The End of Windows Phone?

The End of Windows Phone?

I don’t own a Windows Phone, and I’ve never really used one for any serious period of time. I did, however, seriously consider buying one for a while--and researched them quite a bit. I also hear, over and over, that Windows Phone really is an amazing operating system. Based upon what I’ve experienced with Windows 8 in tablet form, I’m inclined to believe that Windows Phone would be a truly fantastic operating system. Despite all of this, I can’t help but think that Windows Phone is all but dead.

I don’t own a Windows Phone, and I’ve never really used one for any serious period of time. I did, however, seriously consider buying one for a while--and researched them quite a bit. I also hear, over and over, that Windows Phone really is an amazing operating system. Based upon what I’ve experienced with Windows 8 in tablet form, I’m inclined to believe that Windows Phone would be a truly fantastic operating system. Despite all of this, I can’t help but think that Windows Phone is all but dead.

Is Microsoft's Vision of 'Windows Everywhere' Too Late?

While there are a couple of indicators that Windows Phone is on its way to becoming nothing more than a footnote in history, there are some potential reasons to assume that Microsoft might be able to re-invigorate this platform and even make it successful.

First--and foremost in my mind--has been the change in leadership. In the year or so that Satya Nadella has been CEO of Microsoft, I swear we’re seeing Microsoft starting to become a bit more lean, and faster at iterating and pivoting than was the case previously. I’m sure that this change is the culmination of years’ worth of effort on the part of many people at Microsoft. However, there’s no doubt that Microsoft’s new CEO is fostering increased responsiveness to customer needs and is working toward making the company more agile and better able to pivot in response to market trends.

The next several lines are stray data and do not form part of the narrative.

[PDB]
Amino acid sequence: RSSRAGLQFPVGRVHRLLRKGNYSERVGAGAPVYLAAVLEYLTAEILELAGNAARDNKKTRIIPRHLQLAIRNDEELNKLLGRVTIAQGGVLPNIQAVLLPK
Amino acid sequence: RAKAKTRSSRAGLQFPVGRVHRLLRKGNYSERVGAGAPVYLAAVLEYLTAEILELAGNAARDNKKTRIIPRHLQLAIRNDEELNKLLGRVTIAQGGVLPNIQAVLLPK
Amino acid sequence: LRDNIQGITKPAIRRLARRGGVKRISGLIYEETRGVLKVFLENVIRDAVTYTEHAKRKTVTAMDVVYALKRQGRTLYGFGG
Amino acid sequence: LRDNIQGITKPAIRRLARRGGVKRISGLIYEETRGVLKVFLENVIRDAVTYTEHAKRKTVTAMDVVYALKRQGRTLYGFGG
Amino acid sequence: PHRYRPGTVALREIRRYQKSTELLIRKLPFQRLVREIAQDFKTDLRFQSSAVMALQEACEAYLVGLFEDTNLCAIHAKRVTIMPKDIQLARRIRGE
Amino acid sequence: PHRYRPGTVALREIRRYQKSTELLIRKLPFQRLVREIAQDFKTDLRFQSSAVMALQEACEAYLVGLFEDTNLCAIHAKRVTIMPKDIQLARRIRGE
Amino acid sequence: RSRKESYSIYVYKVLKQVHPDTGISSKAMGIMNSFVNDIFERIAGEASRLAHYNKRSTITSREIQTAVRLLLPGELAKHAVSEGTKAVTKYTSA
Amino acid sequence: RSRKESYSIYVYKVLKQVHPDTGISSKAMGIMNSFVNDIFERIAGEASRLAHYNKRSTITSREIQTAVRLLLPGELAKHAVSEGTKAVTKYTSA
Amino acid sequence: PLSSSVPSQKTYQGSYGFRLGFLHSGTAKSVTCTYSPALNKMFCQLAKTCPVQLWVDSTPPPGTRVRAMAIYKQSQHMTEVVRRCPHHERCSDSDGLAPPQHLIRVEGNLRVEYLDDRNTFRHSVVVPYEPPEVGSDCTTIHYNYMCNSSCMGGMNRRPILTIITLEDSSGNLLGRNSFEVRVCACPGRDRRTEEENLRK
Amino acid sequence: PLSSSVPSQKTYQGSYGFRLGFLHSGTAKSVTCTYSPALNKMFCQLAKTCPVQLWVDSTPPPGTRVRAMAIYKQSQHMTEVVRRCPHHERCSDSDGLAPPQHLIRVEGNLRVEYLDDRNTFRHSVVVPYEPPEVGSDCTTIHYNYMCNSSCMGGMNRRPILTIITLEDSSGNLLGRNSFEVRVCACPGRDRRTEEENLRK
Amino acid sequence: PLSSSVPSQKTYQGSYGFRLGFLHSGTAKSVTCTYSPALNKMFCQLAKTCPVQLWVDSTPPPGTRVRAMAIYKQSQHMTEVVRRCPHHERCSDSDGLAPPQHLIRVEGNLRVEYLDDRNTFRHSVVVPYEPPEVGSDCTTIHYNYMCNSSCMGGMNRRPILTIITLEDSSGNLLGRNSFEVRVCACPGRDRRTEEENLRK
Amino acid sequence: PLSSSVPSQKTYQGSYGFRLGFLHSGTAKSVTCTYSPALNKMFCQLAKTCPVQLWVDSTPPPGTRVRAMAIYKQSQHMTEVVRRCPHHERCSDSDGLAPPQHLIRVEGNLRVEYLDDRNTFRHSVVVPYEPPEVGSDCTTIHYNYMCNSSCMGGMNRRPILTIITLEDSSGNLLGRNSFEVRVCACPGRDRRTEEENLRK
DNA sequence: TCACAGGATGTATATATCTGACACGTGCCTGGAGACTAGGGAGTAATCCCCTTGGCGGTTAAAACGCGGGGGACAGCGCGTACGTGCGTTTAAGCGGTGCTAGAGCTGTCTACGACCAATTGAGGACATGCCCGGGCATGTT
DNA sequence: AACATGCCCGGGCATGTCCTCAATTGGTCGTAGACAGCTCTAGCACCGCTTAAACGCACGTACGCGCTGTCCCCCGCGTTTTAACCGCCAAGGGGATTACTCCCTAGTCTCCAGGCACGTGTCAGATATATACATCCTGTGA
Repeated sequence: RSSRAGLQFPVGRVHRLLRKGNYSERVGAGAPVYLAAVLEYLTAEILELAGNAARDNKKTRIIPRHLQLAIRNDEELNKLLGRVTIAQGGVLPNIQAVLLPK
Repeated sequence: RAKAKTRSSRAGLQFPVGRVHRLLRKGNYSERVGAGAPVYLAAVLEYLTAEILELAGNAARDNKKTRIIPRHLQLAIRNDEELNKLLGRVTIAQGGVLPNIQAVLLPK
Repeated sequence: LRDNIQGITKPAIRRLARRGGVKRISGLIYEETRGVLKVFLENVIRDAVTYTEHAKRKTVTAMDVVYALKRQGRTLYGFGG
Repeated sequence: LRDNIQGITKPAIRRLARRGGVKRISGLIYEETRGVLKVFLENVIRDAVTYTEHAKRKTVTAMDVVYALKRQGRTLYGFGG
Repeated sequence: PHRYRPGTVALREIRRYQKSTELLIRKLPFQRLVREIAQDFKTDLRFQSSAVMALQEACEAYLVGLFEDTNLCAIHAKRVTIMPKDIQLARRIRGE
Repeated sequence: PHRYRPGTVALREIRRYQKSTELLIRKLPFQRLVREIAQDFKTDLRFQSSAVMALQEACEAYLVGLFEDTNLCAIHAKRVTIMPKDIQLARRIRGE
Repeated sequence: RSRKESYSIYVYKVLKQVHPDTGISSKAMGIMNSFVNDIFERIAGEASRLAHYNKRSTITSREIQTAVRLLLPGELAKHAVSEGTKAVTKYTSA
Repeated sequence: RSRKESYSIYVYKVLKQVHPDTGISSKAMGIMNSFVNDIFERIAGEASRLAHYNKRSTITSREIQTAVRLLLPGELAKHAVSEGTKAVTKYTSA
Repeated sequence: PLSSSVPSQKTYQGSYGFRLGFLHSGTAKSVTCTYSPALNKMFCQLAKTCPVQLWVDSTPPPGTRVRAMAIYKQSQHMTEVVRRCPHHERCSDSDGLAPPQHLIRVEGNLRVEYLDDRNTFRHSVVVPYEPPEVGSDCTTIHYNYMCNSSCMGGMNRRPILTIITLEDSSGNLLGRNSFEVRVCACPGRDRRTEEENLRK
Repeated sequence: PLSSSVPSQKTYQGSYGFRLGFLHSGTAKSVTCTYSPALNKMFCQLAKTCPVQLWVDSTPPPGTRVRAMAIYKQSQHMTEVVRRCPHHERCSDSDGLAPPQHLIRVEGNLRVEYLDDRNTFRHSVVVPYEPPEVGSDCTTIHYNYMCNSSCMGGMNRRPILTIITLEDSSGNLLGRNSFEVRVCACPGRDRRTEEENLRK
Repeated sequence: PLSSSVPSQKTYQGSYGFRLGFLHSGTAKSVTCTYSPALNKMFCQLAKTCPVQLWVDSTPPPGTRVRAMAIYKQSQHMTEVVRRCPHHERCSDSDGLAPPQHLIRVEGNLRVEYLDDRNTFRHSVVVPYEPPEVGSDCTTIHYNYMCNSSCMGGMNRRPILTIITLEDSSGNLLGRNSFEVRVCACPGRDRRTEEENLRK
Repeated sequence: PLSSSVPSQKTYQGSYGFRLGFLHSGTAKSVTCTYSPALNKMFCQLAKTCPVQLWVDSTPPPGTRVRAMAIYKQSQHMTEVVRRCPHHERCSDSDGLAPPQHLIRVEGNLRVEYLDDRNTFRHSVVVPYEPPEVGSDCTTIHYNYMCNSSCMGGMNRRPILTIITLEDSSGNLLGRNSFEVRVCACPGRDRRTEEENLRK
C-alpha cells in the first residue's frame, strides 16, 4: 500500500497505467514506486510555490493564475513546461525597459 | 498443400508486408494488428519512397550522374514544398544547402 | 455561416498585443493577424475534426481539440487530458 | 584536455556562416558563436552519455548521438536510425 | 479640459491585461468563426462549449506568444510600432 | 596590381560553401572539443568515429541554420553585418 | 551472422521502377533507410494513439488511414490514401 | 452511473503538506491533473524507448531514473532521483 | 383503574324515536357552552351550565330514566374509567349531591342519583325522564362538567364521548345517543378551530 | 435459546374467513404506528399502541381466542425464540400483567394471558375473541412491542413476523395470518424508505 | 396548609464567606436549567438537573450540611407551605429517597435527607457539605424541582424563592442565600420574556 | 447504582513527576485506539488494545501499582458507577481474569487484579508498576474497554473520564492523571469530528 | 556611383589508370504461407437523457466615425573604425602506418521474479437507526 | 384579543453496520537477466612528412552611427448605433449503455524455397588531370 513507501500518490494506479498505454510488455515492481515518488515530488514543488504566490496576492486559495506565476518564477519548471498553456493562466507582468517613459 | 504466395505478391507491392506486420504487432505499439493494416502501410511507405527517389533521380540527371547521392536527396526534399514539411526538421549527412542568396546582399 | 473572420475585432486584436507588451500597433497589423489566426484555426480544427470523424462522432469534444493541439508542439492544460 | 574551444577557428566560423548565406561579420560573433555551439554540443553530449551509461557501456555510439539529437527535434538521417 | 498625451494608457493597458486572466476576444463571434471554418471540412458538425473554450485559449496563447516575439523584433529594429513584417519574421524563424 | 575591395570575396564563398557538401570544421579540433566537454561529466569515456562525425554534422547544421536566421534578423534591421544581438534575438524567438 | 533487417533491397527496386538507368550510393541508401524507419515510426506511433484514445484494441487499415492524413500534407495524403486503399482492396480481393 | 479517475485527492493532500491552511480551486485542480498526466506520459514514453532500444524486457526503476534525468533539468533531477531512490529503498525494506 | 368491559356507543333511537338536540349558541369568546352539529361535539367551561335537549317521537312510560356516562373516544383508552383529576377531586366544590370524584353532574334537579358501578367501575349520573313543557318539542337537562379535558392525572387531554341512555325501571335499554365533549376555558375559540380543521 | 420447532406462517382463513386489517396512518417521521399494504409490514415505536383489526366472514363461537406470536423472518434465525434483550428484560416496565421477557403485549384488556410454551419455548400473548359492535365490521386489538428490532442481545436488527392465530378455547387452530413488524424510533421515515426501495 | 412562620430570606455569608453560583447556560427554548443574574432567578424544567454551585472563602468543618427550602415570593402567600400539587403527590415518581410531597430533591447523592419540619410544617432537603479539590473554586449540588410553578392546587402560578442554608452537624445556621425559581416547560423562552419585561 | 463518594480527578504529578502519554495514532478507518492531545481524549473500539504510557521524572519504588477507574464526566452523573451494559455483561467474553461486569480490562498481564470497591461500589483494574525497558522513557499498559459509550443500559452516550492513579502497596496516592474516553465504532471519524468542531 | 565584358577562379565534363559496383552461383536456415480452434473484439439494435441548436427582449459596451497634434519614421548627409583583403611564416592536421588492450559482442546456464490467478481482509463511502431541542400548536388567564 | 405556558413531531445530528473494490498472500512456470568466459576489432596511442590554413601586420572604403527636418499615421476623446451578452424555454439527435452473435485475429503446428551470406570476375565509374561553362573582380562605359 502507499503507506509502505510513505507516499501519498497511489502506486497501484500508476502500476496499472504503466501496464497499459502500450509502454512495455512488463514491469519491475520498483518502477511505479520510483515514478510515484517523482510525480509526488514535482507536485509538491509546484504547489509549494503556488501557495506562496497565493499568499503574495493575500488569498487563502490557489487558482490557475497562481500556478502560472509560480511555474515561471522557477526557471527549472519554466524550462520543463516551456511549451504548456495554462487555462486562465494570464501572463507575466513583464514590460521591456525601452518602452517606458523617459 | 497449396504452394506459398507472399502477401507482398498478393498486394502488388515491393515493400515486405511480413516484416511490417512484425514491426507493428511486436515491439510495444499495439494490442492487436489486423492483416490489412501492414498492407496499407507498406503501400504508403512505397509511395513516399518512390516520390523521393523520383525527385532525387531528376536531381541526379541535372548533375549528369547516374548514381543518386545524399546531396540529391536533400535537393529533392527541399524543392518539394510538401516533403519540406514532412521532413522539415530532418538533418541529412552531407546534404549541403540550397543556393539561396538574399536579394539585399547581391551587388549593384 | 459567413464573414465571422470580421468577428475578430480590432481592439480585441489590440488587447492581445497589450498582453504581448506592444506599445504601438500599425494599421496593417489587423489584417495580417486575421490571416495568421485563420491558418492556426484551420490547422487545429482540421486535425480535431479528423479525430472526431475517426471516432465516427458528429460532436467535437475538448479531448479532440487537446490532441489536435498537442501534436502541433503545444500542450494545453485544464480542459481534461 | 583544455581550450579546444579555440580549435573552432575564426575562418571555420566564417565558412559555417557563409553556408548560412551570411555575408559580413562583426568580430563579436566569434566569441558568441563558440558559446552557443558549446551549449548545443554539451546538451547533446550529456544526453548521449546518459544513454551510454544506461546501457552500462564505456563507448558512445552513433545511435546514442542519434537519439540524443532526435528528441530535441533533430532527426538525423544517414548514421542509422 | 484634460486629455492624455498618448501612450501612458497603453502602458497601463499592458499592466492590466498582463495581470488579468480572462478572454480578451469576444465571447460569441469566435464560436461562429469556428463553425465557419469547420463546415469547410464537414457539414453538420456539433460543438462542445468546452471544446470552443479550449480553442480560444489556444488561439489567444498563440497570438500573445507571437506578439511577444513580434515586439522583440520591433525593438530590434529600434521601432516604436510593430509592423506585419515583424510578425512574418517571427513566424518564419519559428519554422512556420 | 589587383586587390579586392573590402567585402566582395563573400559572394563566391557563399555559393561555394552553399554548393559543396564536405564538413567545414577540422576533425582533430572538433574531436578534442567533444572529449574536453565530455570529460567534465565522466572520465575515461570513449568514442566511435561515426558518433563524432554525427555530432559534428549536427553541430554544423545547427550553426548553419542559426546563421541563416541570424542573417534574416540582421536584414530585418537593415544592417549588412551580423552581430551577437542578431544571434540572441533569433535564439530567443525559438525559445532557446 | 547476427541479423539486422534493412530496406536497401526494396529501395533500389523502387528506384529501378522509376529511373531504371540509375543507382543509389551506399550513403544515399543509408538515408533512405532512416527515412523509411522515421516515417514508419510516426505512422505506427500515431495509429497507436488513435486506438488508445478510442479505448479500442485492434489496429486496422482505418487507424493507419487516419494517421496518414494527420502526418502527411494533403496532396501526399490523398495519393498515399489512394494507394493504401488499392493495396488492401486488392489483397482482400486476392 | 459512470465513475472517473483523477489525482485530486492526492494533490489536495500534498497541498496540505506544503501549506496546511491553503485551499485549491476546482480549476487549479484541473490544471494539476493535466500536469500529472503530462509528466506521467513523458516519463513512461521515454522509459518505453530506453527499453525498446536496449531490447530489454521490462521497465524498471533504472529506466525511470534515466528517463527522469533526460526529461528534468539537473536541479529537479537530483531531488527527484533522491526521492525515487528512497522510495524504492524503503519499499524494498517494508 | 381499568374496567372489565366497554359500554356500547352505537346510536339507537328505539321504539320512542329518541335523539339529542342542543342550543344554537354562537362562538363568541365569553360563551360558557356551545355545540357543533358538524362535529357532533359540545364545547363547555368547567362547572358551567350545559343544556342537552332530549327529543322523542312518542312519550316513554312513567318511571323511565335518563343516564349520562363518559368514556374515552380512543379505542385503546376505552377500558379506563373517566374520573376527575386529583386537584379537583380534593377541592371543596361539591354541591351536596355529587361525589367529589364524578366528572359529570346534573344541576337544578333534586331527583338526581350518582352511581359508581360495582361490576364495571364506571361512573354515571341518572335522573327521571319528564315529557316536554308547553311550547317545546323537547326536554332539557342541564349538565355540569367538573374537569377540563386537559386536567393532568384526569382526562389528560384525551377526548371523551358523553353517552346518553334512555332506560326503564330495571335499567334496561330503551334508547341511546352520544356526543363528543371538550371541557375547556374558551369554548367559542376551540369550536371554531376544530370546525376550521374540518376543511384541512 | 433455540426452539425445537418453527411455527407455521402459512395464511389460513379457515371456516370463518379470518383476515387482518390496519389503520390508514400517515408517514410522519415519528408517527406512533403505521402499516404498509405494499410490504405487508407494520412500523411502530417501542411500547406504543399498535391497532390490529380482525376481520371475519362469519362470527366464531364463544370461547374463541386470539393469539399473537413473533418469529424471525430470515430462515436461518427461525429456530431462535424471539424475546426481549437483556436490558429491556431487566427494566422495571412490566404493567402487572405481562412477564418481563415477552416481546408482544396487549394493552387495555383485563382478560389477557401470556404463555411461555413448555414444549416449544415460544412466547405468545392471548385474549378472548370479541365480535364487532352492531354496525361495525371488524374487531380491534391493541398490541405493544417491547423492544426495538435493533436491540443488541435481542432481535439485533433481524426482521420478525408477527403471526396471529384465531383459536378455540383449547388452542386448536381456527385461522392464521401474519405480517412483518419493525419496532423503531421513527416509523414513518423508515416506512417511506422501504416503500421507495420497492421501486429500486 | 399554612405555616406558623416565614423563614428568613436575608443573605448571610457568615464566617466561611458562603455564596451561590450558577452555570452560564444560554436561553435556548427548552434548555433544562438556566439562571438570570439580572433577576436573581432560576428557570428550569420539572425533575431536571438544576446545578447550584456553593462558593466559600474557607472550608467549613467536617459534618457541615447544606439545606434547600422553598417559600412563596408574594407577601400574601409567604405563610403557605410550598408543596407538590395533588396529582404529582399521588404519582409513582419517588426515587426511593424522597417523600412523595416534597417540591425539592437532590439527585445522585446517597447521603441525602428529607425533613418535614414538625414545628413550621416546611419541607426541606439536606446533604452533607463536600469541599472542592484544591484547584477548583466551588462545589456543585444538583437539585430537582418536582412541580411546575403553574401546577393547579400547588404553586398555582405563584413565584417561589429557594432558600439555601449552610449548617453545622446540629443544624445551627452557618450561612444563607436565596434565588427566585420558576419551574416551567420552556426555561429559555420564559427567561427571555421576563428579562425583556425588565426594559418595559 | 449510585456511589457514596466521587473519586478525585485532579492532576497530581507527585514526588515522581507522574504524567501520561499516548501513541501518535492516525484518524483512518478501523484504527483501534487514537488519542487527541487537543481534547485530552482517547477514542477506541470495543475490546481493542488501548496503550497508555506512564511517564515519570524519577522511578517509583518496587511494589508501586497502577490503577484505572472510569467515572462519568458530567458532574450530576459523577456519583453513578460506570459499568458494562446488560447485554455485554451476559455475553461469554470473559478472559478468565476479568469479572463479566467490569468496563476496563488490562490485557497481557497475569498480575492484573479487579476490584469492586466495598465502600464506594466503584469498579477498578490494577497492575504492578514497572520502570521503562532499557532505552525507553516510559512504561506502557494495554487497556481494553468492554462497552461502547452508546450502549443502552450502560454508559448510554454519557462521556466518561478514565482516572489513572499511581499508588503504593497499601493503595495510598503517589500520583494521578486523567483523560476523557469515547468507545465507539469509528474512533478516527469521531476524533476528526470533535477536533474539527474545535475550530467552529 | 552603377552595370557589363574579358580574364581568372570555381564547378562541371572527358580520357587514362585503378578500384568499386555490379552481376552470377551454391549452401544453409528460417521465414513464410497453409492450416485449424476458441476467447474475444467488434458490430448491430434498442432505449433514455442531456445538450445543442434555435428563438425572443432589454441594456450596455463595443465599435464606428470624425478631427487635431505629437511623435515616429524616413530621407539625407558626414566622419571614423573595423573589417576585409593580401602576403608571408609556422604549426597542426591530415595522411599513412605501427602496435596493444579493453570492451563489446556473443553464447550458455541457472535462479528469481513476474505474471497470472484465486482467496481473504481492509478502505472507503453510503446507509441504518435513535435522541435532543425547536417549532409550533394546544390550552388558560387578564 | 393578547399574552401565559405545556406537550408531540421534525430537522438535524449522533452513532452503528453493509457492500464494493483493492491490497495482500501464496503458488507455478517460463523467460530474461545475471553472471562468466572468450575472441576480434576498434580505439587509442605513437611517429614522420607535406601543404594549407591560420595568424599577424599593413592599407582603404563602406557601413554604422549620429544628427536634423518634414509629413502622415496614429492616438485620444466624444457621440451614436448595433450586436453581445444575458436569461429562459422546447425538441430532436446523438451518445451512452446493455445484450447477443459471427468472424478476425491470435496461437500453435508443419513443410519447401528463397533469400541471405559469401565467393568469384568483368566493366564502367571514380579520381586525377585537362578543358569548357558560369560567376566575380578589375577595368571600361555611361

Better yet, just the mere fact that we’re hearing about “One Windows Everywhere” again is terribly refreshing. To me, it’s as if Microsoft is harkening back to Bill Gates' original vision of what Windows and Microsoft could become--a place where users would want to use Windows because it made them more productive. (This is a much better focus than Ballmer’s “Screw the customers--let’s make the shareholders happy” approach to leadership.)

So, while Windows Phone’s current market share and outlook certainly appear bleak, it’s possible to assume that a nimbler, more responsive and more agile Microsoft might be able to actually "pivot" with Windows Phone and make something out of it. As an example of how this might actually play out, look no further than a recent story outlining how Microsoft is trying to work with Android manufacturers to create an option that would let Android users flash their phone’s ROM to allow them to run fully supported versions of Windows 10. Say what you want, but that’s showing some amazing inventiveness and ‘hustle’ on Microsoft’s part.

It's the Apps, Silly!

Still, if there’s a glaringly obvious hole in Microsoft’s current offering, it's the company's completely underwhelming app experience. Again, I don’t own a Windows Phone, but time spent online, keeping up with trends, talking to users and researching Windows Phone all leads to the conclusion that the App Store for Windows Phone sucks.